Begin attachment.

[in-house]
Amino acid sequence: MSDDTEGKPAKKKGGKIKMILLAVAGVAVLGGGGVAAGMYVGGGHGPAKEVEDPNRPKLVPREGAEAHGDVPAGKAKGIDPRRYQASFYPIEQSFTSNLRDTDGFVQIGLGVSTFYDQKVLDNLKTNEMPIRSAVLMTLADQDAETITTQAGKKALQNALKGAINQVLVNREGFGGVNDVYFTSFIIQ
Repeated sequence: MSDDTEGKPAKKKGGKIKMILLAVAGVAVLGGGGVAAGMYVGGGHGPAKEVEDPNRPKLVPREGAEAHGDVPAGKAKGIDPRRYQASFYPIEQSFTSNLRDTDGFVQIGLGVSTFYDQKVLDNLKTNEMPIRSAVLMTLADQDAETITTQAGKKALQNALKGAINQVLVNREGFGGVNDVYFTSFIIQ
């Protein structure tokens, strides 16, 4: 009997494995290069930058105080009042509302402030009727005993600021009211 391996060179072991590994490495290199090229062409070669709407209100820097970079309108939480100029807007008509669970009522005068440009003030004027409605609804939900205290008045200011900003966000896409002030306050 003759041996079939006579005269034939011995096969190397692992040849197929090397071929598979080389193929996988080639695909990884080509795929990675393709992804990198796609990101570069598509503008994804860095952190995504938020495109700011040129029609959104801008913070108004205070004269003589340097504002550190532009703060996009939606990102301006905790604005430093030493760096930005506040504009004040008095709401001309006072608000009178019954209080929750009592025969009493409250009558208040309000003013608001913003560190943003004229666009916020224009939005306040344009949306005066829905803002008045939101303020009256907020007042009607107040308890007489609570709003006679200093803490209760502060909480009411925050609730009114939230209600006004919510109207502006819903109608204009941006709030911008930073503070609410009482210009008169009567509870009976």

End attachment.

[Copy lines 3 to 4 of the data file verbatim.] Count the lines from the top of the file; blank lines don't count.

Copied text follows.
Repeated sequence: MSDDTEGKPAKKKGGKIKMILLAVAGVAVLGGGGVAAGMYVGGGHGPAKEVEDPNRPKLVPREGAEAHGDVPAGKAKGIDPRRYQASFYPIEQSFTSNLRDTDGFVQIGLGVSTFYDQKVLDNLKTNEMPIRSAVLMTLADQDAETITTQAGKKALQNALKGAINQVLVNREGFGGVNDVYFTSFIIQ
């Protein structure tokens, strides 16, 4: 009997494995290069930058105080009042509302402030009727005993600021009211 391996060179072991590994490495290199090229062409070669709407209100820097970079309108939480100029807007008509669970009522005068440009003030004027409605609804939900205290008045200011900003966000896409002030306050 003759041996079939006579005269034939011995096969190397692992040849197929090397071929598979080389193929996988080639695909990884080509795929990675393709992804990198796609990101570069598509503008994804860095952190995504938020495109700011040129029609959104801008913070108004205070004269003589340097504002550190532009703060996009939606990102301006905790604005430093030493760096930005506040504009004040008095709401001309006072608000009178019954209080929750009592025969009493409250009558208040309000003013608001913003560190943003004229666009916020224009939005306040344009949306005066829905803002008045939101303020009256907020007042009607107040308890007489609570709003006679200093803490209760502060909480009411925050609730009114939230209600006004919510109207502006819903109608204009941006709030911008930073503070609410009482210009008169009567509870009976």